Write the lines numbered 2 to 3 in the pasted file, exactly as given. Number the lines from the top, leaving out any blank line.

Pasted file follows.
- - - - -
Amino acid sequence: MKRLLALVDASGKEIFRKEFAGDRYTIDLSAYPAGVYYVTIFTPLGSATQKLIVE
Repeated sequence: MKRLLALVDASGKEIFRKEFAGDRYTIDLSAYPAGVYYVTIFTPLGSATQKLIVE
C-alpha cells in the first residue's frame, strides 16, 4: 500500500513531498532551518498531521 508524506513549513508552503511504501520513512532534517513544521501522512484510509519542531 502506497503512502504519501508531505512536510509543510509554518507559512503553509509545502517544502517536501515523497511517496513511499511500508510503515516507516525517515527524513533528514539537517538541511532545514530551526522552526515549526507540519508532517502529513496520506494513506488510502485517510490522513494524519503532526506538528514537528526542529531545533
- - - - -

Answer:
Repeated sequence: MKRLLALVDASGKEIFRKEFAGDRYTIDLSAYPAGVYYVTIFTPLGSATQKLIVE
C-alpha cells in the first residue's frame, strides 16, 4: 500500500513531498532551518498531521 508524506513549513508552503511504501520513512532534517513544521501522512484510509519542531 502506497503512502504519501508531505512536510509543510509554518507559512503553509509545502517544502517536501515523497511517496513511499511500508510503515516507516525517515527524513533528514539537517538541511532545514530551526522552526515549526507540519508532517502529513496520506494513506488510502485517510490522513494524519503532526506538528514537528526542529531545533